Avoiding Fallacious Reasoning: Lesson 1

This lesson is taken directly from chapter 5 in Lewis Vaughn’s Writing Philosophy. It’s a short chapter with only 10 pages, but it’s one of the most important because it’s a quick survey on the most common fallacies, and committing anyone one of these fallacies automatically derails an argument. Obviously, you should read the chapter before doing this lesson, but for those of you who don’t have Vaughn’s text on hand, I’ll make sure to provide the necessary information to understand chapter 5.

The text I’ll be using:

Vaughn, Lewis. Writing Philosophy. New York: Oxford University Press, 2006.

A quick search on amazon or google will give you the necessary information should you want to own a copy.

Note on citations: I’m using a a very lax method on citations, so it’s not really meeting the standards in an academic setting. Indenting, for example, can’t easily be done on this website.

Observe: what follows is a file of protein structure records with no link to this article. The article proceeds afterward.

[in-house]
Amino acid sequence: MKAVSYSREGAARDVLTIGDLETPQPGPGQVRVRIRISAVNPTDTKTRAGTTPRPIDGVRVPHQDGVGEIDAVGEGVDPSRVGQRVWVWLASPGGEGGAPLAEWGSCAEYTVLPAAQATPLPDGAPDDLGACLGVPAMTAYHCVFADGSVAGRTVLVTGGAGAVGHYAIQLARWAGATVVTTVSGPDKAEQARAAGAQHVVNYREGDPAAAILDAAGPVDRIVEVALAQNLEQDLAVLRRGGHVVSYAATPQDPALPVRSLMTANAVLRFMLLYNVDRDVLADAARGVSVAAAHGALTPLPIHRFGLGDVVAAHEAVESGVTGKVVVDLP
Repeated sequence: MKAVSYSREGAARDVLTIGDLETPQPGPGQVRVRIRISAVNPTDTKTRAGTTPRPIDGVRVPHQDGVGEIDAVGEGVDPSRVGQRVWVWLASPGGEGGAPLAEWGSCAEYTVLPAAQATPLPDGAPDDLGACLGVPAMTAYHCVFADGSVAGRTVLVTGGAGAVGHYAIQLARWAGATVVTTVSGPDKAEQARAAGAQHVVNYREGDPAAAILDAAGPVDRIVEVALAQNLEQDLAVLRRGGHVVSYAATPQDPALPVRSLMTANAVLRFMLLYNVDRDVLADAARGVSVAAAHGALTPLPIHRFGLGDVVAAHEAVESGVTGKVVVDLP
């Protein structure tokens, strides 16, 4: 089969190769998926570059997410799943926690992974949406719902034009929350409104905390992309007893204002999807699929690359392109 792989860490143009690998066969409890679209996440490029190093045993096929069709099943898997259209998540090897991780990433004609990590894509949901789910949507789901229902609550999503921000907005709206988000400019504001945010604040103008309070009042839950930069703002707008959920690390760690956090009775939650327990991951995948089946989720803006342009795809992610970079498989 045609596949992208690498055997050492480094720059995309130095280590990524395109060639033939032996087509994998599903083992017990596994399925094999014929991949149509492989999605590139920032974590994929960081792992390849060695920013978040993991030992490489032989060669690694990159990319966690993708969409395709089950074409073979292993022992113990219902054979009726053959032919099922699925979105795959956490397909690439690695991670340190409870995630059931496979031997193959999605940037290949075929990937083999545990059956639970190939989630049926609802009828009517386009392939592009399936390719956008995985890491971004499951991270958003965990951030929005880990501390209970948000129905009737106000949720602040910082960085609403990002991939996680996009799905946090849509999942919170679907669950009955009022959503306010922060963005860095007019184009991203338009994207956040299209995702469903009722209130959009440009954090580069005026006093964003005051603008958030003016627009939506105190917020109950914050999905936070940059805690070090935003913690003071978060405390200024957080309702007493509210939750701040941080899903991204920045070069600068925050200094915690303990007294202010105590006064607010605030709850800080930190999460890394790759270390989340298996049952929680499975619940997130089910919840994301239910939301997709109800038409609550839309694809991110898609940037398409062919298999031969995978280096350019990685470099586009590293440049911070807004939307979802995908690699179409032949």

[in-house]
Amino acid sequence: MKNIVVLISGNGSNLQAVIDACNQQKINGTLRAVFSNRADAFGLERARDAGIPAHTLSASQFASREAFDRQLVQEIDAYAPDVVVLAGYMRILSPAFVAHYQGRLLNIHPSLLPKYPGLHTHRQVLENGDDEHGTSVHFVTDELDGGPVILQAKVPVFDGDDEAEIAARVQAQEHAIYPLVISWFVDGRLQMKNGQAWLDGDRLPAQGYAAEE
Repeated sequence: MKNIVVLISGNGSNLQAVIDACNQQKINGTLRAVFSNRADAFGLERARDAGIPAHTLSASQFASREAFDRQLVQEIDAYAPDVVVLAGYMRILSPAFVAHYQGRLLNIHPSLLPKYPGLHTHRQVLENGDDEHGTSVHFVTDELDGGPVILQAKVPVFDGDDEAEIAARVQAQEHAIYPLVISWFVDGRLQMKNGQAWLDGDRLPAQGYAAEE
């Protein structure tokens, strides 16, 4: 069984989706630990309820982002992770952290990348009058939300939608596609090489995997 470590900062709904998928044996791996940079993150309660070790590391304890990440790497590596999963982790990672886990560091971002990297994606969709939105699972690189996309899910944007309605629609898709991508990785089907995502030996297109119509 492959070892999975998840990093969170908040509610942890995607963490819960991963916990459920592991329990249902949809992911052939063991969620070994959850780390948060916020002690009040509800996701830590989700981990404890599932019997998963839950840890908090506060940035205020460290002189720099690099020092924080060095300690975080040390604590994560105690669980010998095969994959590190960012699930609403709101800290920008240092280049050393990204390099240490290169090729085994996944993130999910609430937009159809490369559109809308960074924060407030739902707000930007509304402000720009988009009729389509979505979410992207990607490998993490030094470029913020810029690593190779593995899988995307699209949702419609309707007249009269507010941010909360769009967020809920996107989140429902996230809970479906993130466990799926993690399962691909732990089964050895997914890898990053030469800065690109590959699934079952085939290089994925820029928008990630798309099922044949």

Important note about the embedded windows:

This website is designed for learning languages, so the window with the prompt "Translate this" serves as prompt/challenge command to the user. I don’t have the necessary tools to change "Translate this", so when you see "Translate this" just think of it as a command to enter in the correct answer. Also, use the correct grammatical number (singular or plural) when entering in the answer because if you don’t, you won’t get the “correct” text appearing after your answer. This, however, is not a big deal because what matters is if you understand Vaughn’s material.

So let’s begin.

The title of this lesson is “Avoiding Fallacious Reasoning”, which is the topic of chapter 5. Vaughn also covers fallacious reasoning in chapter 2, but the type of fallacious reasoning in chapter 2 deals with formal fallacies. The fallacious reasoning in chapter 5 are called material fallacies because they deal with, as Kreeft, a professor of philosophy at Boston College, puts it, “mistakes in the content or matter or meaning” (Socratic Logic 68).